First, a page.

Omid Memarian

Tuesday, August 26, 2008

Q&A:A Holiday in Iran
My interview with blogger and globe-trotter Michelle May (First appeared on IPS New Agency)

OAKLAND, California, Aug 26 (IPS) - When Michelle May, an avid traveler, returned to New York's John F. Kennedy airport after a seven-week trip to Iran this summer, she says she was closely questioned and her luggage searched after officials read on her customs card that she had been to the Islamic Republic.

When May asked why she was being subjected to such scrutiny, a customs agent said, "They were the ones who attacked us."

"This response embarrassed me as an American -- to think that there are people in my country who still today are so confused by the 9/11 terrorist attacks and who perpetrated them," May told IPS correspondent Omid Memarian in an interview.

The number of U.S. citizens who visit Iran is less than a 1,000 a year. During her 10-week trip in June and July, May posted pictures of herself with ordinary Iranian people on Facebook, a popular social networking website, and continuously updated her blog, drawing considerable comments and attention.

Although U.S. citizens are not allowed to travel in Iran without an official government-approved tour guide with them at all times, May used her Irish passport and was able to travel independently.

May, 35, has traveled to 48 countries over the past decade. Her latest journey included Iran's northern Caspian Sea and border region with Turkmenistan, to Kurdistan along the border of Iraq, and finally to the dangerous region of Baluchistan.

Excerpts from the interview follow.

IPS: How were you welcomed in Tehran's International Airport, as an American, and at JFK airport, as somebody who was coming back from a member of the "axis of evil" club?

MM: In Tehran, I quickly passed through immigration and customs, with fellow passengers helping me carry my luggage, and kind smiles from chador-clad female Iran customs agents.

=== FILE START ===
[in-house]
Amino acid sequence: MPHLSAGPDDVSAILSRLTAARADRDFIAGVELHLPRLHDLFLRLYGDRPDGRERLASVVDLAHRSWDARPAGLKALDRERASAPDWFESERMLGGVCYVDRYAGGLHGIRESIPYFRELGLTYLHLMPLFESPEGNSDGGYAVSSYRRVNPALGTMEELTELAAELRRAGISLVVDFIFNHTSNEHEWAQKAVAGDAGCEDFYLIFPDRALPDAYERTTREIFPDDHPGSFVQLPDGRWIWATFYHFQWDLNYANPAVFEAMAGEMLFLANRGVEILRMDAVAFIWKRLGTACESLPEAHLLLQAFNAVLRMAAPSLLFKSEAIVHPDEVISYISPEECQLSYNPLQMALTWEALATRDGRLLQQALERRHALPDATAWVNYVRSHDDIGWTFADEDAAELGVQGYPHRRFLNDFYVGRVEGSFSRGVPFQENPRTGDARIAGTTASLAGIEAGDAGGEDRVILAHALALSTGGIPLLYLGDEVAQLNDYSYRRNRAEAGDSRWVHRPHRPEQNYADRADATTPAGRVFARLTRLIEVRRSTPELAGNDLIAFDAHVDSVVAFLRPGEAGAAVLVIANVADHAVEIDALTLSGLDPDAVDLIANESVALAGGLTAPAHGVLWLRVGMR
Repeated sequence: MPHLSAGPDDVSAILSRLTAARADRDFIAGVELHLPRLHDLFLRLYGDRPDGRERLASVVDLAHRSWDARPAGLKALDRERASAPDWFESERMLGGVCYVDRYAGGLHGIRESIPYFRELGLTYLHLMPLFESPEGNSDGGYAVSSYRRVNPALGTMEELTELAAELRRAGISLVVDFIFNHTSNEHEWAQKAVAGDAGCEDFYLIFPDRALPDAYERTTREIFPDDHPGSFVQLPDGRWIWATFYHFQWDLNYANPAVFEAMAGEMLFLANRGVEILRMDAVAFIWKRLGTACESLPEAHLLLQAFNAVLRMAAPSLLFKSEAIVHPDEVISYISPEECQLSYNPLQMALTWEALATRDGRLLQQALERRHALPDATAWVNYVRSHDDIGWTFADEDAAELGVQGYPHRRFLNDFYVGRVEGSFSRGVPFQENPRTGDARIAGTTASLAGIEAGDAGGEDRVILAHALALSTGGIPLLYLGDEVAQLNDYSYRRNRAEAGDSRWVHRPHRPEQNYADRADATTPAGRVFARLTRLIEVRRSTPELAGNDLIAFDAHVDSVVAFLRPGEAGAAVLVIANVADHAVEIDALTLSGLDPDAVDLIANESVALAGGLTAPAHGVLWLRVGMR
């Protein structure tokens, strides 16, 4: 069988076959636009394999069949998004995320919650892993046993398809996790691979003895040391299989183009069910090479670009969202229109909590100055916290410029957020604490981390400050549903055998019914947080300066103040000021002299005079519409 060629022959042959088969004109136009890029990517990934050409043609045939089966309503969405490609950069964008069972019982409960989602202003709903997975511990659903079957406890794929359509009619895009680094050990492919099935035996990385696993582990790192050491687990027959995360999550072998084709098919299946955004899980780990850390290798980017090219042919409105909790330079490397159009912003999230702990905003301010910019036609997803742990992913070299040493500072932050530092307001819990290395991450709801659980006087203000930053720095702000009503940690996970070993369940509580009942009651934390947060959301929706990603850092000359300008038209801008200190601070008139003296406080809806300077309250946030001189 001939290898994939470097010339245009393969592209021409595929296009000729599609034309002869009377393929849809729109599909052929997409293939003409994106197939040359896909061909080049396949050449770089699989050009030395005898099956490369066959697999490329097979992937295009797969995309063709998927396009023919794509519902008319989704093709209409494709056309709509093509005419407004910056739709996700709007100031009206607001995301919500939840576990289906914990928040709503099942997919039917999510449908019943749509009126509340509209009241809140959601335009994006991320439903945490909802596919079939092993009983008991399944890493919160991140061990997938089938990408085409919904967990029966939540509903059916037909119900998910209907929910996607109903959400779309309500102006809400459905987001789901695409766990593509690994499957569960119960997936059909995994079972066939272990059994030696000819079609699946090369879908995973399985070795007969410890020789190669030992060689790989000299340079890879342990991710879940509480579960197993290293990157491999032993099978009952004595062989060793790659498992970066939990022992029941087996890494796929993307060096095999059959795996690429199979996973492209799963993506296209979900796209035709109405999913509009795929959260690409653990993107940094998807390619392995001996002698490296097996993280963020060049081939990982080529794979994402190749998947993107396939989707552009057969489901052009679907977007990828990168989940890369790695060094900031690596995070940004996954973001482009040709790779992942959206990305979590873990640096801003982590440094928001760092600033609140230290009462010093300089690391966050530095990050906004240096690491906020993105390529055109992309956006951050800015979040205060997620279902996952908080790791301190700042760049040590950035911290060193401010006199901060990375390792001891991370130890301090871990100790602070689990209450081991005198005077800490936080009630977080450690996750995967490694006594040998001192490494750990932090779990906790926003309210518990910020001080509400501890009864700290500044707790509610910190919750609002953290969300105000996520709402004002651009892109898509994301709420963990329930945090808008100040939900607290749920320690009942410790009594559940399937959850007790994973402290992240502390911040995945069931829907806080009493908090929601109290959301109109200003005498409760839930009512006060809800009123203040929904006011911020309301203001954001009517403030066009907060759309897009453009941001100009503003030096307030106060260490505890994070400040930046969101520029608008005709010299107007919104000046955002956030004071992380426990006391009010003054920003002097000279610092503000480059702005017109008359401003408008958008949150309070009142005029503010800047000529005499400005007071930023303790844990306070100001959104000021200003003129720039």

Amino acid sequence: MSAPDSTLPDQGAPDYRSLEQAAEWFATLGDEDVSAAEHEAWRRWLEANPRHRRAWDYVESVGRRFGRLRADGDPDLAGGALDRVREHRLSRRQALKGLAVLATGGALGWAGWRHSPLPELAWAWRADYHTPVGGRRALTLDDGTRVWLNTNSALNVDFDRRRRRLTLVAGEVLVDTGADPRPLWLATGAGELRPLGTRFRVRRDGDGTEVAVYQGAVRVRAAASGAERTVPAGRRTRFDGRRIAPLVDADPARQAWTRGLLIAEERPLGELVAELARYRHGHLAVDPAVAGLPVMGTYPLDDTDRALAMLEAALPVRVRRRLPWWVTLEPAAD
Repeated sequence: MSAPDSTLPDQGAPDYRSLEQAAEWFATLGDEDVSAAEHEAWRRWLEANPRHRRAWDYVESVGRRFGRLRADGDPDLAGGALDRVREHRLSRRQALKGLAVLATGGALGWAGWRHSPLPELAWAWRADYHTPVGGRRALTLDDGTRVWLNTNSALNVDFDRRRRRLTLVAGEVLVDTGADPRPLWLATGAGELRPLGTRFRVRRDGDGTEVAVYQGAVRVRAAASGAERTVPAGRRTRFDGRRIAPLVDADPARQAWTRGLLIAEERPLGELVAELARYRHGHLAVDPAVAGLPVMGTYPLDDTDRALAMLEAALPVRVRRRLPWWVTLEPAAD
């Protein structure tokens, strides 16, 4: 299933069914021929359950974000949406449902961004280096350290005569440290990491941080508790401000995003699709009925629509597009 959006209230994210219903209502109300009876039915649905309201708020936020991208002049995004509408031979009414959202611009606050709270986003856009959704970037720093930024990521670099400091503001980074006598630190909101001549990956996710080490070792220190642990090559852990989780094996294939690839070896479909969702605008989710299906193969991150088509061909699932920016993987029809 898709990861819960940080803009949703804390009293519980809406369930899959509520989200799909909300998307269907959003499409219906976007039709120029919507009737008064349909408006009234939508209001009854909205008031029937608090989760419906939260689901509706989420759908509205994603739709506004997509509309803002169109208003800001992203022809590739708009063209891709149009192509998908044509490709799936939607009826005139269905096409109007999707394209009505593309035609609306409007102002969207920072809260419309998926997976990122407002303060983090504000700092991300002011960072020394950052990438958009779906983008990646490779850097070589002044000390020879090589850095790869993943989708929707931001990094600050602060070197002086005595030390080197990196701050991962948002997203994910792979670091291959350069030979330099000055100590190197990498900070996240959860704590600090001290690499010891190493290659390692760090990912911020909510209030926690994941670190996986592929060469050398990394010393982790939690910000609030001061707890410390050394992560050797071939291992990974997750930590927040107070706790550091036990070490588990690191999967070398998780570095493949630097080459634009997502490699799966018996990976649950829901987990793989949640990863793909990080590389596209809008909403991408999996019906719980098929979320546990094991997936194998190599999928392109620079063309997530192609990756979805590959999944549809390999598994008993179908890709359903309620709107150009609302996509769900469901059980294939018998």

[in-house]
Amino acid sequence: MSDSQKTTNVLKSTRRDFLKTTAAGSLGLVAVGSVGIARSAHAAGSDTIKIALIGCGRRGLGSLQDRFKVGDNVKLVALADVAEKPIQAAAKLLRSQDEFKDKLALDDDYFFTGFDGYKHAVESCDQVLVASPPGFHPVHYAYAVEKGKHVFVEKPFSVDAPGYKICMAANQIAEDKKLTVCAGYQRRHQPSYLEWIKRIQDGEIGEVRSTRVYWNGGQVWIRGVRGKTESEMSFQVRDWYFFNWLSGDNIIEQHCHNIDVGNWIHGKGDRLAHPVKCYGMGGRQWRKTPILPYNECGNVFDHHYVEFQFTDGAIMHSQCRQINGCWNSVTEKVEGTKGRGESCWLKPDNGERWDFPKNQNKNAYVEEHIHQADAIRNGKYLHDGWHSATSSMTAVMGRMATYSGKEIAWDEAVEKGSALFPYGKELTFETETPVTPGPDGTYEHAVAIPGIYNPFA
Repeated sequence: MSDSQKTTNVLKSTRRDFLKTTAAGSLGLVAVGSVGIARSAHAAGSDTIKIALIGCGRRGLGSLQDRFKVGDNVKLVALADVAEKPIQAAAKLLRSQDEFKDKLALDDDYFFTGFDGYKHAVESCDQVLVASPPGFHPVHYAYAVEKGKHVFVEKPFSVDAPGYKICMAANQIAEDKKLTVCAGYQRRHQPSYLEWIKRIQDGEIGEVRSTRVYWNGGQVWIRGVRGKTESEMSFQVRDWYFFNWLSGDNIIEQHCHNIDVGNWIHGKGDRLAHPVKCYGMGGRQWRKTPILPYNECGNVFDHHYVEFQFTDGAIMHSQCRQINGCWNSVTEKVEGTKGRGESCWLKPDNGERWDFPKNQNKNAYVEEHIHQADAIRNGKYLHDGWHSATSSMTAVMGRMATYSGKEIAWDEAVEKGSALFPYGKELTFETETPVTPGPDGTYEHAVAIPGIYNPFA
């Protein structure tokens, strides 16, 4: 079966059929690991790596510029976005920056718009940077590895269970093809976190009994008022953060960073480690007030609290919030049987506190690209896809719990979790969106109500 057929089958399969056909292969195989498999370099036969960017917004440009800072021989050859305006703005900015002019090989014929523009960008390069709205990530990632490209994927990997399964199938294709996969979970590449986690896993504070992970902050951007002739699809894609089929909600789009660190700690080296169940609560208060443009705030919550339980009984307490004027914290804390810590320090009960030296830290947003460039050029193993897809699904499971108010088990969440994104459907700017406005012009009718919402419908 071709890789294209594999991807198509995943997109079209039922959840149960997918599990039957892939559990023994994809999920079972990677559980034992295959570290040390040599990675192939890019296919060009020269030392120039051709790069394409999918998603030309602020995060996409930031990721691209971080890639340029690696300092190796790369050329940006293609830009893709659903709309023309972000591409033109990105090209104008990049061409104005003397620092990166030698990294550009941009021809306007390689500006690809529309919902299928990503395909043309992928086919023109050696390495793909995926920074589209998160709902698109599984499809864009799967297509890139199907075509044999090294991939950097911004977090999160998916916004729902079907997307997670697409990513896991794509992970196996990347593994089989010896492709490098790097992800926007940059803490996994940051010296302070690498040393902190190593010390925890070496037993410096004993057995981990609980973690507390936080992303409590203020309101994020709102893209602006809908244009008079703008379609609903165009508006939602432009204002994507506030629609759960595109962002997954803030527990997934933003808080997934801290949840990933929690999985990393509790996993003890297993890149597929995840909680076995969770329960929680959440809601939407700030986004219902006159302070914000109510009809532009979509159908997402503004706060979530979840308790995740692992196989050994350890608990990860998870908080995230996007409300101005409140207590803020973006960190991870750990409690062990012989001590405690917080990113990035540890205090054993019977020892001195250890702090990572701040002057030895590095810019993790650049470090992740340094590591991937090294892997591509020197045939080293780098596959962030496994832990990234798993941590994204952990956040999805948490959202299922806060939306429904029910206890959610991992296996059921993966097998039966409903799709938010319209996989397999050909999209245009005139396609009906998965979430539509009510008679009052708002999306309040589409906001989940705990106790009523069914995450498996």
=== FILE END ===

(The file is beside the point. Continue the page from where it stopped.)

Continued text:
In contrast, back home at JFK I was treated with great suspicion. One customs agent even asked me if the U.S. government had given me "permission" to go to Iran. In fact, I do not need my government's "permission" to go to Iran. Given the fact I have passed through customs over 100 times in my life and never been searched at all until now leads me to suspect that I was treated this way simply because I was coming from Iran.

IPS: What was your impression about Iranians' opinion of the United States and Americans?

MM: Time and time again I was told by Iranians of varying walks of life that they "love" Americans and they badly want a "relationship" with Americans. I never felt unwelcome and I never felt unsafe. In fact, most people I spent time with seemed to be "proud" of me -- for lack of a better word. Many expressed that they wished there were more American tourists.

IPS: What were their opinions of U.S.-Iran relations?

MM: Many expressed that regardless whether they agree with the U.S. government or not, their feelings about my government's acts have no bearing on how they view the individual people of America. Many said they were sad that they could not have more relations with the everyday people of America due to serious visa constraints on both sides prohibiting much tourism.

IPS: As a woman you have to wear a hijab headscarf and mantou, which covers your body. What was your feeling about it and also the women in different parts of Iran?